These and other programs and policy changes are now in the hands of U.S. DOT to execute. I applaud the Department’s efforts to date on this front as well. The steps you have taken to prioritize equity considerations in grants, the implementation of the Administration’s Justice40 Initiative, and ongoing work to ensure Disadvantaged Business Enterprises reap the benefits of IIJA funding are examples of making equity outcomes matter. Issuing the National Roadway Safety Strategy demonstrates that this DOT is serious about addressing the recent spike in traffic deaths, which includes a disproportionate increase for pedestrians and cyclists.

And you have taken actions to ensure that the carbon pollution reduction provisions of the IIJA are not just words on the page. By encouraging states—that’s right, encouraging, not mandating or penalizing or taking away decision-making authority from states—to evaluate and think creatively about how to maximize the efficiency of existing assets before adding capacity is one tool DOT has employed in this effort.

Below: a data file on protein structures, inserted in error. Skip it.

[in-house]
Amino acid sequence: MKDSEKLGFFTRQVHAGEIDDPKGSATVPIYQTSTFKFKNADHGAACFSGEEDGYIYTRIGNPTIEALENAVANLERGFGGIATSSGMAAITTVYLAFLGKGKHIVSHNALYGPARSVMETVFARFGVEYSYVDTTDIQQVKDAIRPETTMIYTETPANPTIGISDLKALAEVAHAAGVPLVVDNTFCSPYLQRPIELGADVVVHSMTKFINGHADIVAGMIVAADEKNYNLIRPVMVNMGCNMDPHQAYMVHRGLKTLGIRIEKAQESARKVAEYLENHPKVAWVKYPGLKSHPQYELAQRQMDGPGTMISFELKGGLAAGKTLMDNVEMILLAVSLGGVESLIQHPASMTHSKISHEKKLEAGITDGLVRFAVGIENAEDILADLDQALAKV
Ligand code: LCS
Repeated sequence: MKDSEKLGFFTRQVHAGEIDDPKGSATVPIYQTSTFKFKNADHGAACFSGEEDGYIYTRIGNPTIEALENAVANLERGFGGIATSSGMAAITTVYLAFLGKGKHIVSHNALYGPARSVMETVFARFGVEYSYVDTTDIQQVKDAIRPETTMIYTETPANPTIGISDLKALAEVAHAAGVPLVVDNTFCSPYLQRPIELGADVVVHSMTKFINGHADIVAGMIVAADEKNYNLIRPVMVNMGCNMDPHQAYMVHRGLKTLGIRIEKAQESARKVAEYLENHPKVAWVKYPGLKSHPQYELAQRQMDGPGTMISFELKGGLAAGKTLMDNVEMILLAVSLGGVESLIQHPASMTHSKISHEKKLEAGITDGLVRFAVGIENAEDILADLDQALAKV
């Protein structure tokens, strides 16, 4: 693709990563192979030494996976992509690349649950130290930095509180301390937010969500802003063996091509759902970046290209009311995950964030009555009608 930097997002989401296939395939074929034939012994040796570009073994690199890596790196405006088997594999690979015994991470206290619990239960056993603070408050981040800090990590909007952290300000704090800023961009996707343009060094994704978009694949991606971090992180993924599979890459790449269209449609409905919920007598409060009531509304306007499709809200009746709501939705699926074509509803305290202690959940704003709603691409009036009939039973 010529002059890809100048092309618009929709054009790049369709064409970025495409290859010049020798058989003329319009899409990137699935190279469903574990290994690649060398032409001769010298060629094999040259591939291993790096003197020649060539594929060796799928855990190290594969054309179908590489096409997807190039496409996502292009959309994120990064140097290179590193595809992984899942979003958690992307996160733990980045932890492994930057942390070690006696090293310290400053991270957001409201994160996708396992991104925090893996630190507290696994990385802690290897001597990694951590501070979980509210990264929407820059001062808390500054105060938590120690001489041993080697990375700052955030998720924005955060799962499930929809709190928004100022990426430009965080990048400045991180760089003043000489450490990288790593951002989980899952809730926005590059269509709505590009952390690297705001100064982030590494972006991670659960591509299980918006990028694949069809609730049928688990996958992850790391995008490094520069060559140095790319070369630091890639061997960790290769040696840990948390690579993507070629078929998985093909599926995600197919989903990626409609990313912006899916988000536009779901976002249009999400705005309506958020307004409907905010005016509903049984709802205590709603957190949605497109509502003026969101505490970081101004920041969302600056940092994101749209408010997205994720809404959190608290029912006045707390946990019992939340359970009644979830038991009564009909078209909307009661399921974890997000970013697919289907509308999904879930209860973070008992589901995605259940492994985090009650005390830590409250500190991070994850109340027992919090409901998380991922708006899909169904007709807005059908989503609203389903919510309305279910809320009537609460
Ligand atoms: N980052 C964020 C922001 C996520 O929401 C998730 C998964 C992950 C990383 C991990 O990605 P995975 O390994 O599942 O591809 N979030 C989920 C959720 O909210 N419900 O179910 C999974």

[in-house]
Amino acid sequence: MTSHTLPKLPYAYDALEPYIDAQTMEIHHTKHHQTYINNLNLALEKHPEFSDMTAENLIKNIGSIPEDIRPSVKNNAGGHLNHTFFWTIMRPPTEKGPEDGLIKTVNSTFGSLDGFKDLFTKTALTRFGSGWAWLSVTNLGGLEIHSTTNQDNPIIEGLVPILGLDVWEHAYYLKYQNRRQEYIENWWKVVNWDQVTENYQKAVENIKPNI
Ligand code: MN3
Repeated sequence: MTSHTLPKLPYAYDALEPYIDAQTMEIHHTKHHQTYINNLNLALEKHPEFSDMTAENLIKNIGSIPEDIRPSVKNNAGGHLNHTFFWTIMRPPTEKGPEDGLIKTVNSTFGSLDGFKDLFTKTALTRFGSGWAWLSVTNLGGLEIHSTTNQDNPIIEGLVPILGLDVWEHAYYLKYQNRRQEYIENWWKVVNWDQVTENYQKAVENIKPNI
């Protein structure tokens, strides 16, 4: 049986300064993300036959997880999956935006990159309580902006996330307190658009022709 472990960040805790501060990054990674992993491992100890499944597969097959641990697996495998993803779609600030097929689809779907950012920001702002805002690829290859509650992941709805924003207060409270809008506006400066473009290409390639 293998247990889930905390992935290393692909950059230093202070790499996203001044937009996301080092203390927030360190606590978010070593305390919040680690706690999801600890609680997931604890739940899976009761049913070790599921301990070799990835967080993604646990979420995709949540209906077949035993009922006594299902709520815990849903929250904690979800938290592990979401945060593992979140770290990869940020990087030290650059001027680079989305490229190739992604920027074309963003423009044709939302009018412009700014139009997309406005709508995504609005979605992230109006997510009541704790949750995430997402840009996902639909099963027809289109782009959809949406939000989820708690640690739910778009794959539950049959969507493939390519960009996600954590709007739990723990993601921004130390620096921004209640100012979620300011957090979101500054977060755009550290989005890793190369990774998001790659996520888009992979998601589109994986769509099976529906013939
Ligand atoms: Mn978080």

I will soon be sending a letter along with many of my colleagues to DOT in support of the Federal Highway Administration’s proposed rule to track GHG emissions from on-road sources on the National Highway System, and to require state DOTs and metropolitan planning organizations to set declining emissions targets. This is another necessary step in addressing the climate crisis, as we can’t improve what we can’t measure.

Finally, I’ll say to the critics of this Administration, who say that your actions are carrying out House ideas from the INVEST Act—our transportation system’s shortcomings, our planet’s challenges, and the need for a response can’t be ignored or wished away. Coming to the same conclusion after reviewing the same set of facts doesn’t mean collusion. Given our current reality, taking action to evolve how we move people and goods is responsible and appropriate — and that is what this administration is doing. I commend the steady hand with which you, Mr. Secretary, are guiding the implementation of this bill to date, to deliver for the American people.

Thank you, and I look forward to the testimony and today’s discussion.